The next day kicked off with a keynote by Aparna Chennapragada from Google. I was really excited to hear her speak, since she was my favorite keynote speaker at Google I/O this year. Her talk was great, and I even got to ask a question. I was wondering if the latest improvements for context aware and deep-linking your app with Google Now also allowed a way to look for accessible apps. Answer: Not yet, but she likes the idea. 🙂 My awesome co-worker John snapped this shot as I chatted with Aparna.
After the keynote it was straight off to the Exhibit Hall where Mark, and I were holding office hours on organizing meetups. He leads GDG Denver, and I lead Women Who Code Denver. We enjoyed talking with everyone, and there were lots of great questions about member engagement and how to run effective hack days and code tutorials.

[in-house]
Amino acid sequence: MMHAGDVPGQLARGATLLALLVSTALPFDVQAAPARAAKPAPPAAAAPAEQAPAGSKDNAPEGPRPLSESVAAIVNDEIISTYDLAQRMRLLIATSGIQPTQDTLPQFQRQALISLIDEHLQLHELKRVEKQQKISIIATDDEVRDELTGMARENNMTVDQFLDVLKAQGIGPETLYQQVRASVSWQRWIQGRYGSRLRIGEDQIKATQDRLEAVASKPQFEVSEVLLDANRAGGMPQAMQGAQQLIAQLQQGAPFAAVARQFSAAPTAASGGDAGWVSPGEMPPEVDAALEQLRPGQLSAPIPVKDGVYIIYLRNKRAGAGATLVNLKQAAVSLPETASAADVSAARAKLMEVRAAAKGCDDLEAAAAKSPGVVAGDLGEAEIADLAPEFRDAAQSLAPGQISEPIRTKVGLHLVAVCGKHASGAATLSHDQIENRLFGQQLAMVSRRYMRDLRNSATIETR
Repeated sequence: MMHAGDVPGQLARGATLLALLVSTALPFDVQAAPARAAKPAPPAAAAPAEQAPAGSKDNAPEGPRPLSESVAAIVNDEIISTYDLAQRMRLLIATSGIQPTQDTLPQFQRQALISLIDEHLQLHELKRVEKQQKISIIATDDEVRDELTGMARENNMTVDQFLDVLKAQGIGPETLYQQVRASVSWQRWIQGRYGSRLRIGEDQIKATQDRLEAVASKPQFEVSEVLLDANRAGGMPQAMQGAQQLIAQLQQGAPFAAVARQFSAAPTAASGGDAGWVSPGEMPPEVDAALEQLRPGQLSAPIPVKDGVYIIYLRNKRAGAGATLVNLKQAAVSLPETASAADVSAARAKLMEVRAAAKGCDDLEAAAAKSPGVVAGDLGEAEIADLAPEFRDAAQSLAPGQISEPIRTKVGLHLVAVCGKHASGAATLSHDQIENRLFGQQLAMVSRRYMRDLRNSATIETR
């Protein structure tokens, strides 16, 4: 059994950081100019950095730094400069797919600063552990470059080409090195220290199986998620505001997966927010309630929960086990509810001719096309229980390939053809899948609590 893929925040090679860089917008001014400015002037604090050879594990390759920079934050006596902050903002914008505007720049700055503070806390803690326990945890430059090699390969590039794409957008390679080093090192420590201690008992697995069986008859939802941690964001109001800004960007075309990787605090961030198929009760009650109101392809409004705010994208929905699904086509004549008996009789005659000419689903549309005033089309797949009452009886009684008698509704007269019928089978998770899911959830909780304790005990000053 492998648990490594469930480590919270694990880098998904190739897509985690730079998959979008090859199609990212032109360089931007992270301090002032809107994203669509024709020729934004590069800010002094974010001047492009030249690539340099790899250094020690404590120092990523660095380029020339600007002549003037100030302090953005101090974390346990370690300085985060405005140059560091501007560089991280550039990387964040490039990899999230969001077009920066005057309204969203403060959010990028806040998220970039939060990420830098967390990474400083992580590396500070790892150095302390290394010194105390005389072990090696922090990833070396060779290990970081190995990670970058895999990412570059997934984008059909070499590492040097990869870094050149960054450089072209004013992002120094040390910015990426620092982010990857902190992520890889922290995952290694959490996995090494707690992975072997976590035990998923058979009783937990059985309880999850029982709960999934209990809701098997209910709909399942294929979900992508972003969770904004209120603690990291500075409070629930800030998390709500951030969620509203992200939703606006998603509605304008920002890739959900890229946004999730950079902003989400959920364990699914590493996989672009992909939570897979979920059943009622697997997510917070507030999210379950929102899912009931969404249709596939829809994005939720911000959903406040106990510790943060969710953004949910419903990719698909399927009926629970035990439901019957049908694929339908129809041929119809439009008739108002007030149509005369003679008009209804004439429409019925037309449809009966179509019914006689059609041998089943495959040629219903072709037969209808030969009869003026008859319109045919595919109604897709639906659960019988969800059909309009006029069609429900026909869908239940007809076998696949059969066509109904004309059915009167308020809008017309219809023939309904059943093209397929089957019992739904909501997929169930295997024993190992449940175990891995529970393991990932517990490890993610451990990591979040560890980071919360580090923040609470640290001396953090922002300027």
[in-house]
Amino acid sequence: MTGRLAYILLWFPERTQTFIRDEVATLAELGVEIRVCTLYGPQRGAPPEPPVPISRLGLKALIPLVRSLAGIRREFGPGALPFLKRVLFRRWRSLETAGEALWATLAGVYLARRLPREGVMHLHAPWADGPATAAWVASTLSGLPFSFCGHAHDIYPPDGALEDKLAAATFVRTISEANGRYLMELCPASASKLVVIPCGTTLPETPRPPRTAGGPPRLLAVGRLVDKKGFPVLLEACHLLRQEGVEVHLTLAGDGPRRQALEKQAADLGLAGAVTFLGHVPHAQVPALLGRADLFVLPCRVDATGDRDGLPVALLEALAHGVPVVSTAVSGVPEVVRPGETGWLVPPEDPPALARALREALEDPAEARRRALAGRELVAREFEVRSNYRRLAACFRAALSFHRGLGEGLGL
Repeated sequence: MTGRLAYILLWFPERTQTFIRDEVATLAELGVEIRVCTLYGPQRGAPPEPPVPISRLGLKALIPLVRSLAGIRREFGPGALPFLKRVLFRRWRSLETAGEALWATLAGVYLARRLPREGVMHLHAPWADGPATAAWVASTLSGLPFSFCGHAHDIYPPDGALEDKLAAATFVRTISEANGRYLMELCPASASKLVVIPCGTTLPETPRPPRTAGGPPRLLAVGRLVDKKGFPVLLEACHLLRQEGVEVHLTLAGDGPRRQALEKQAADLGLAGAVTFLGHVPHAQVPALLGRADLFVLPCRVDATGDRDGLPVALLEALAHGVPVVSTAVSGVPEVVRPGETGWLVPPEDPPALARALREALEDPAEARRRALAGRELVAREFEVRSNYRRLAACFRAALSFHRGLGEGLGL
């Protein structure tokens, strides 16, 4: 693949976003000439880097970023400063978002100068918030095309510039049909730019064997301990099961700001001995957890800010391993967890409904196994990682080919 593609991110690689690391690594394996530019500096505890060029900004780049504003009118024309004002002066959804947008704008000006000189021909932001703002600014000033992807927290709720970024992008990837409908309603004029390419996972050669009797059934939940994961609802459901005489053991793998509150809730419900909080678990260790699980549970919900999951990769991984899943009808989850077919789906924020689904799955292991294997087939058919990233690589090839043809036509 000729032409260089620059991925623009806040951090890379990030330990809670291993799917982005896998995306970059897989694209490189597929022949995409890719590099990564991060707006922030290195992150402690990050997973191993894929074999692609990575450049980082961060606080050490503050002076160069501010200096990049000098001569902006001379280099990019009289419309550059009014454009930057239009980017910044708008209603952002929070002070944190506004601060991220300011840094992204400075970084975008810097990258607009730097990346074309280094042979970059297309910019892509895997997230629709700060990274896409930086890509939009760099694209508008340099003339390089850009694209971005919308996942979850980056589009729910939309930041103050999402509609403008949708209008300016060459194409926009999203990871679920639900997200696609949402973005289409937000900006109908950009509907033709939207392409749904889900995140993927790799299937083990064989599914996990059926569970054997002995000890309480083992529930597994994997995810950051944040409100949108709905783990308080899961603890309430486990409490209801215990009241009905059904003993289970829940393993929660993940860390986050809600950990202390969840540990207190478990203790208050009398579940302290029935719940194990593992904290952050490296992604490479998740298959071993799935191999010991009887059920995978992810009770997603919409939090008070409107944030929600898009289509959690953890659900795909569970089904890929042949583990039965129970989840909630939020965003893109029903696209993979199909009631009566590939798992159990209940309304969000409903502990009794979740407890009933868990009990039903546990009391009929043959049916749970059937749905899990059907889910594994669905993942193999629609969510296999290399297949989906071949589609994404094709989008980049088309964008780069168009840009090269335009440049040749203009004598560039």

— AnDevCon (@AnDevCon) July 30, 2015
Friday was also jam-packed with great tech sessions. I really enjoyed Junfeng Yang’s talk on Creating Fluid Apps. He demo-ed this really neat tool called Nimble Droid. Check it out here. It shows an awesome profile of your app start-up time, what methods are dragging you down, and how your app compares with the average. According to Nimble Droid, my app “Should I Buy It?” is 0.35 seconds faster than recommended average. Nice! The tool is currently in Beta and free to use for now.